#web #discovery #server #webring #indieweb

app faery-ring

An ultra-lightweight js-free server-side webring implementation

2 unstable releases

0.2.0 Feb 8, 2022
0.1.0 Feb 8, 2022

#3 in #webring

Custom license

198 lines

Faery Ring

An ultra-lightweight js-free server-side webring implementation

Webrings are a way of building a community especially popular with amateur websites. Here's how it works: Each member of the webring includes a link to a "next" website and a "previous" website, creating something like a "ring", hence the name. Anyone who finds their way onto one website can organically navigate to other pages in the ring.

Although they were first used to drive traffic in the era before search engines, many folks now see webrings as a way of building cozy communities on the web, or as a way to bring back the exciting feeling of the web as a place to be explored.

Where does Faery Ring come in? To make it easier to maintain webrings as they grow and change, many people employ simple scripts to coordinate member pages. Faery Ring lets you do this without needing JavaScript

Faery Ring might be right for you if...

  • You want to start a webring, but you or someone in your ring really doesn't like JavaScript
  • One of the member pages on your webring can't use JavaScript because of hosting limitations
  • You want to make it as easy as possible for new members to join your webring
  • You have your own dedicated server or virtual private server (VPS)

Faery Ring might not be right for you if...

Faery Ring is made for a pretty particular usecase, which might not necessarily fit your own. If you don't think that Faery Ring will work for you, that's okay! We encourage you to check out other projects, like maybe onionring.js, a similar project that works using static javascript files. If you know any other webring projects that we should list here, submit an issue and we can add them too!

You want more features provided by default

Faery Ring only provides a "next" link and a "previous" link by default. Features like an index page, premade widgets, and script integration is something you'll have to bring yourself.

You don't have a place to host dynamic web content

Faery Ring needs a place to run it's webserver, and many ringmasters (that's the person who runs a webring) might only have the ability to serve static files

Your server isn't running Linux

There is no reason why Faery Ring can't run on other operating systems, but unfortunately I have no way of testing this, so I can't guarantee that it will work, and you may need to build the binary yourself. If that's okay with you, go right ahead though!

You or a ring member is a non-cooperative corporation, cop, or planning on doing bad things

Faery Rings is dual-licensed under the CNPL and FAFOL, which forbids the use of Faery Ring for a number of distasteful purposes. If you're worried that your purposes might be considered distasteful, first, ask yourself why you think that might be, and if you should be doing that. Then, check out the CNPL website for more details. If that's all a bit much for you, you're welcome to use the license under the FAFOL (Fuck Around and Find Out License) - a license very similar to the MIT license. The FAFOL also restricts unethical use, but as long as your use is generally good (not evil) you're in the clear.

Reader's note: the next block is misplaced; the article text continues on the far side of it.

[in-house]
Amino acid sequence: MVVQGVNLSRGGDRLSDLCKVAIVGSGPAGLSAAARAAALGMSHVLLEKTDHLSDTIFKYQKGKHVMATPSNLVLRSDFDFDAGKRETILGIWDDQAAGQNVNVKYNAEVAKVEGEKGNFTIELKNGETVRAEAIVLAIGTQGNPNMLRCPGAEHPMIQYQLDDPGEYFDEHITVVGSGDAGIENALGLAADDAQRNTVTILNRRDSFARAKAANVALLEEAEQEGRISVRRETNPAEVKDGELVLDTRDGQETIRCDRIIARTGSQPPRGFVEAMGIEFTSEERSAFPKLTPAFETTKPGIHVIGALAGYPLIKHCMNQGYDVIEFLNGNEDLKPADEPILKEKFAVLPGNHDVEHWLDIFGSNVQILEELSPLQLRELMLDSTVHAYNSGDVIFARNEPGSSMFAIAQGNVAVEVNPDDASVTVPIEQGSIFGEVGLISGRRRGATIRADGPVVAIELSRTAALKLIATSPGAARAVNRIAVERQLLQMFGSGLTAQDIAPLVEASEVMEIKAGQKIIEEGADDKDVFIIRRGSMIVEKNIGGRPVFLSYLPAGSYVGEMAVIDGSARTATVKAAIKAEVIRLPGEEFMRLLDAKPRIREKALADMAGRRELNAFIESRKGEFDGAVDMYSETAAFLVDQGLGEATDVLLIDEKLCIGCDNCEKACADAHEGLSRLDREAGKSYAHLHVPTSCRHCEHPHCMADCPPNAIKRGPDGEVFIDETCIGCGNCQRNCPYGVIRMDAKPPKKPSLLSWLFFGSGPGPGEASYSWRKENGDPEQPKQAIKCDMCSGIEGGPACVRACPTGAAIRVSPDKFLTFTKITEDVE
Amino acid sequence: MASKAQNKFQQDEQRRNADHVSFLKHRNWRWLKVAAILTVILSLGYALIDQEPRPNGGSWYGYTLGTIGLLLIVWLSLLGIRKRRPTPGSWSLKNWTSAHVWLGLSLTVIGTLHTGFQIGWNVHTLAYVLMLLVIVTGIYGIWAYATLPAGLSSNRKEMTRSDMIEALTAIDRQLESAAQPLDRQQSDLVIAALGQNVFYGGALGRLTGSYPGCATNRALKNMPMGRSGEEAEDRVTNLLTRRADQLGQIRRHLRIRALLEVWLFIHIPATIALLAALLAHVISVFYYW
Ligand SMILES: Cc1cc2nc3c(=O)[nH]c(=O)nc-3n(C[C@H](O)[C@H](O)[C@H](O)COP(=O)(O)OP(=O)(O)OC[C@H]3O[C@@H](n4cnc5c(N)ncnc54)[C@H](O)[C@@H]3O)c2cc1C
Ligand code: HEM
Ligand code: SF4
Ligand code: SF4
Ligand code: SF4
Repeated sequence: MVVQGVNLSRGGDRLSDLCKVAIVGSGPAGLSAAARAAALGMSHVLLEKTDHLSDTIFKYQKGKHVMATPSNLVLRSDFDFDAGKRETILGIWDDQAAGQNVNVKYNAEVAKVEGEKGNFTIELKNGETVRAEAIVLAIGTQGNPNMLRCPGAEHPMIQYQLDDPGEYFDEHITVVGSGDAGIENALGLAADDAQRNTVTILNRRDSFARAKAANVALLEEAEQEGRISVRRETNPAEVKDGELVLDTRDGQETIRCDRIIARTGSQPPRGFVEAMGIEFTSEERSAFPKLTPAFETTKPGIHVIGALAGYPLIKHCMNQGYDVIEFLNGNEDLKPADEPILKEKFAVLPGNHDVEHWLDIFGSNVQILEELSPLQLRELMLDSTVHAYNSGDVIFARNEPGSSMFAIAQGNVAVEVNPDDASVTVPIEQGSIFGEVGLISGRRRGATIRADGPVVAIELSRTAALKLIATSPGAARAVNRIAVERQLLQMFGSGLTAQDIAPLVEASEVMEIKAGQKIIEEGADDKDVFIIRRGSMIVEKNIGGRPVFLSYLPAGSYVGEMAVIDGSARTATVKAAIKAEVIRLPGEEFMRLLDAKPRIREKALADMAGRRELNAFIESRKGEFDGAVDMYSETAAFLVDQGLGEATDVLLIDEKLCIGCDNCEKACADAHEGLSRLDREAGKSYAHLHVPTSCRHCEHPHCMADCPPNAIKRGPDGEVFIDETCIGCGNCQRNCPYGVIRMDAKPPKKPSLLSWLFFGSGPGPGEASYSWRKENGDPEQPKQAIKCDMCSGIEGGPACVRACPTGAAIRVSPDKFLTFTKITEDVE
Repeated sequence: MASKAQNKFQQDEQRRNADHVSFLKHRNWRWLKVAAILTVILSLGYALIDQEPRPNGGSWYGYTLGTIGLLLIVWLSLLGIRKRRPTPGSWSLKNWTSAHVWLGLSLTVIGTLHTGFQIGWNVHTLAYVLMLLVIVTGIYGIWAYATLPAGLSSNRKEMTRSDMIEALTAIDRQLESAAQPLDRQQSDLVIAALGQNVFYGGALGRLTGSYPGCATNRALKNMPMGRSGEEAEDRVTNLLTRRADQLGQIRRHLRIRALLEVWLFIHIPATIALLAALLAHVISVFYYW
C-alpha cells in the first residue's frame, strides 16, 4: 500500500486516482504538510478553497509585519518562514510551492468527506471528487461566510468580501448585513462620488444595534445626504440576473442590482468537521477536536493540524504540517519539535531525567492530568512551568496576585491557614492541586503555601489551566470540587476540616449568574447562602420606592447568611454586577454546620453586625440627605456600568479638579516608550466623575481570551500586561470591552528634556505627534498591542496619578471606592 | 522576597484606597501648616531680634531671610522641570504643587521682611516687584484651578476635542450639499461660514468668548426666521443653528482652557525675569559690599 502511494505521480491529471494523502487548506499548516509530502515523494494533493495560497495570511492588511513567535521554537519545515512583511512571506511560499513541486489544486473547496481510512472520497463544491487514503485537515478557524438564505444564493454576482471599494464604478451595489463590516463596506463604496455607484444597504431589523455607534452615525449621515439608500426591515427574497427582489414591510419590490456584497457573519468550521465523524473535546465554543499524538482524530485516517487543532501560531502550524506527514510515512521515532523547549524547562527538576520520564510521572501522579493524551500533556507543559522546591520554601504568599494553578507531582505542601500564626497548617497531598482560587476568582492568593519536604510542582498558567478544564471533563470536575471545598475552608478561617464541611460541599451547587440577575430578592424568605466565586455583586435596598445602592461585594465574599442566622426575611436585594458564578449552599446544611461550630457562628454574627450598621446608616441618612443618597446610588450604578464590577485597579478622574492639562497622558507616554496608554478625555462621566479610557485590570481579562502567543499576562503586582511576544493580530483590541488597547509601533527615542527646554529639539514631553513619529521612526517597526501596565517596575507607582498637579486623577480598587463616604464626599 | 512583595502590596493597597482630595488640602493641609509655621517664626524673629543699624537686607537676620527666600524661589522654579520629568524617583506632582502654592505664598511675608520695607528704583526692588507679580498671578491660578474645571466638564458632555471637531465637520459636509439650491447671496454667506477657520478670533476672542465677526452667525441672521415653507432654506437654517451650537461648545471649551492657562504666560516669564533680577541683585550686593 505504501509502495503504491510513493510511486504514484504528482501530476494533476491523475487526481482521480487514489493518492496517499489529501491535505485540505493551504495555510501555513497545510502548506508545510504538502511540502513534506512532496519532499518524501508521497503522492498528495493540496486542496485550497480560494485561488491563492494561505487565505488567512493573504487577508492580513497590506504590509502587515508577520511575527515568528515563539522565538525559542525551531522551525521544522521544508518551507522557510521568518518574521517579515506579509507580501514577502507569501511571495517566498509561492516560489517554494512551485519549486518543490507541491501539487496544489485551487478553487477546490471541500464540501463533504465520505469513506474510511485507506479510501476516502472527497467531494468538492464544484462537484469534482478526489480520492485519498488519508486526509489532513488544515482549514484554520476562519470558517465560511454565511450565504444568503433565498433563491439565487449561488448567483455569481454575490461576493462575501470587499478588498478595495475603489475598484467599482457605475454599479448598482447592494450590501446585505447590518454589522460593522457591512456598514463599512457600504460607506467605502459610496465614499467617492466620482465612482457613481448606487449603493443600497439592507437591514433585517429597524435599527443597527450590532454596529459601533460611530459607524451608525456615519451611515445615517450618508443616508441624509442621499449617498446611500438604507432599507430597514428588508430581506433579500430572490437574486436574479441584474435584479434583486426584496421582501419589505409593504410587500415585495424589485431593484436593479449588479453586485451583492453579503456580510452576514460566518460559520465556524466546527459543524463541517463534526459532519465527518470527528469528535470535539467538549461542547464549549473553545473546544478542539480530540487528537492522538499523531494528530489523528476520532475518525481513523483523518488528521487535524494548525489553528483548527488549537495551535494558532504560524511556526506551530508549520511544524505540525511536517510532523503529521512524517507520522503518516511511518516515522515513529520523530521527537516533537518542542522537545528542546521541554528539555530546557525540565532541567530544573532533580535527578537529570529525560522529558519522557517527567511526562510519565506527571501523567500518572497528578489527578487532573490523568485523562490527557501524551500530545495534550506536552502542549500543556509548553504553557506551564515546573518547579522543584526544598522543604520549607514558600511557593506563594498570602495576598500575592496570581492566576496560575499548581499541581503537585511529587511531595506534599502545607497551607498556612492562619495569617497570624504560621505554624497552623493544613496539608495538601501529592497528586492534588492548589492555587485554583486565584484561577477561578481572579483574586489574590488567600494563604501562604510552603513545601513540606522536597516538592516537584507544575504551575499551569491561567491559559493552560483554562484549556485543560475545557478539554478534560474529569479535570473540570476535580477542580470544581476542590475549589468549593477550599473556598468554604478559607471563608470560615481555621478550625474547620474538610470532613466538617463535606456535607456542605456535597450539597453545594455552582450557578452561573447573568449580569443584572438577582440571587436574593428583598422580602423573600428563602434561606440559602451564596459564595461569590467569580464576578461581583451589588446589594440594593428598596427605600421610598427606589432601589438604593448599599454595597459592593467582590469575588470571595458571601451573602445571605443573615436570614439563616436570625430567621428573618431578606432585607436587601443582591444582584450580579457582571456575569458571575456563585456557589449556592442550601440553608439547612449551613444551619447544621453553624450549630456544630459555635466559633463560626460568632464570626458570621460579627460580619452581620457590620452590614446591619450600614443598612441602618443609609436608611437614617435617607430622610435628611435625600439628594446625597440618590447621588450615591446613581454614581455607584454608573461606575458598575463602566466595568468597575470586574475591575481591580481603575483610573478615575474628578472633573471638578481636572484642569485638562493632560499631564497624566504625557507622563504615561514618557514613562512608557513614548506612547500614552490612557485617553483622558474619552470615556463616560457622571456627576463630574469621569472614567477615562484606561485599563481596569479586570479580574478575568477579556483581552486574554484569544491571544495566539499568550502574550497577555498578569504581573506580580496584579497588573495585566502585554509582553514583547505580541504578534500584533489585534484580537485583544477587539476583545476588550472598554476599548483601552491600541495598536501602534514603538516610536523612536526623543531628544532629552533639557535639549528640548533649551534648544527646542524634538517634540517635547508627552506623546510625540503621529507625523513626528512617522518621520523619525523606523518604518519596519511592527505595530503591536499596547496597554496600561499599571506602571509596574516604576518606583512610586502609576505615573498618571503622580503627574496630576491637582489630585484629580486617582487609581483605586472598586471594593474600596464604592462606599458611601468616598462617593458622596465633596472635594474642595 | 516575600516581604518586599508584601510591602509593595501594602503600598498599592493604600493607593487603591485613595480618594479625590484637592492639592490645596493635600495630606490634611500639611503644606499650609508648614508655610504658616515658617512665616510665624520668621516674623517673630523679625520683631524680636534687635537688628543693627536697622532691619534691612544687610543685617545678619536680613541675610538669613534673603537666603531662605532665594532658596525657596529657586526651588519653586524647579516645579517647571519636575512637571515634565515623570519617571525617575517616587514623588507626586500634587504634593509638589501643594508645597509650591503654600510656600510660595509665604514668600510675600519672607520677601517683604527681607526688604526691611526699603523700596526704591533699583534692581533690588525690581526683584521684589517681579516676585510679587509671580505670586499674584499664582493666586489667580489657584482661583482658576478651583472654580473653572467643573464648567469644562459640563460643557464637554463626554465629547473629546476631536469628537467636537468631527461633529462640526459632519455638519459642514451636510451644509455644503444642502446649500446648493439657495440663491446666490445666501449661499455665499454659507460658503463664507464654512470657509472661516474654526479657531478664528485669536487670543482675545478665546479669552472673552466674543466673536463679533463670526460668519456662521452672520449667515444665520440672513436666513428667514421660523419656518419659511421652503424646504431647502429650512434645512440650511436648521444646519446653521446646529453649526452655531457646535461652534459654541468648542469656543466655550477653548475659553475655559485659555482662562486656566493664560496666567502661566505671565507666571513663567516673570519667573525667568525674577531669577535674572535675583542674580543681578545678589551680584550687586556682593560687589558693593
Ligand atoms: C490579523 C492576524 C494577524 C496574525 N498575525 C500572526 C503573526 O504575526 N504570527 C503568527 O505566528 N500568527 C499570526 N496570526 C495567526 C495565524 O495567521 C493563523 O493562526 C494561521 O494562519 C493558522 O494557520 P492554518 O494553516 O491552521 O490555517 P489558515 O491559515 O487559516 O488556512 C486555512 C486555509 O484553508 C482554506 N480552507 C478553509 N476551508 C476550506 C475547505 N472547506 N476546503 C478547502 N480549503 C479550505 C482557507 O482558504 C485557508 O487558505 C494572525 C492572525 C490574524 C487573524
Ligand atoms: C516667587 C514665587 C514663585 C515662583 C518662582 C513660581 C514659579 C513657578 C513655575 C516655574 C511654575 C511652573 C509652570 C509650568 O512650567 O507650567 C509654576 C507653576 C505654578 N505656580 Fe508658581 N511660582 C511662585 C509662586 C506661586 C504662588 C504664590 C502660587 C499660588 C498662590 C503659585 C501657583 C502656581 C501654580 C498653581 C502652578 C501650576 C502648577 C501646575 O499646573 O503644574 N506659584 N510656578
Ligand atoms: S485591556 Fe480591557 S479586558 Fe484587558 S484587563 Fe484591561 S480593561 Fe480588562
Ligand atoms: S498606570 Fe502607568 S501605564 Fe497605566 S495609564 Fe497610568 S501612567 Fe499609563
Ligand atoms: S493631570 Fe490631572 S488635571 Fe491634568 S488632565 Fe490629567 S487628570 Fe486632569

How do I use it??

Running Faery Ring is pretty easy. First, make a .txt file somewhere, and fill it with all of the sites in your ring, one per line. Leave out the protocol (https://) and a trailing slash, so that it looks something like this:


One restriction: If one site is a substring of another, the shorter site must go first. For example, if you have unix.pub and unix.pub/~user, unix.pub MUST be higher in the list than unix.pub/~user

Now, run the Faery Ring binary (or docker image) with the .txt file you just created as the first argument, like this:

# Run from the binary
faery-ring /path/to/domains.txt

# Or run using Docker
docker run -v /path/to/domains.txt:/domains.txt -p 3243:3243 alch0emi/faery-ring

You can also use the -p <port> flag to tell faery-ring what port you want to bind on. If you don't, it'll pick port 3243. Anyway, now you can point your webserver at Faery Ring! The config below is for Caddy, but any webserver that supports reverse proxies will work!

your.web.site {
    reverse_proxy /next/* localhost:3243
    reverse_proxy /prev/* localhost:3243

Now your webring members can add links on their page to https://your.web.site/next/\<their\_domain> https://your.web.site/prev/\<their\_domain> in order to build the ring. For example, whoever runs the page at www.dragoness.space would add a link to https://your.web.site/next/www.dragoness.space and https://your.web.site/prev/www.dragoness.space. garlic.garden/onionring cen either use /next/garlic.garden or /next/garlic.garden/onionring. If more than one site were hosted on garlic.garden, then the second form would be required.


  • Linux binaries are available from the releases page
  • A docker image is available on Docker Hub under alch0emi/faery-ring:v0.1.0
  • If you have cargo installed on your system, faery ring can be installed with cargo install --git https://fem.mint.lgbt/Emi/faery-ring.git

Webrings that use faery-ring

Do you run a webring that uses faery ring? I'd love to know, and add you to the list if you'd like! 💜


~93K SLoC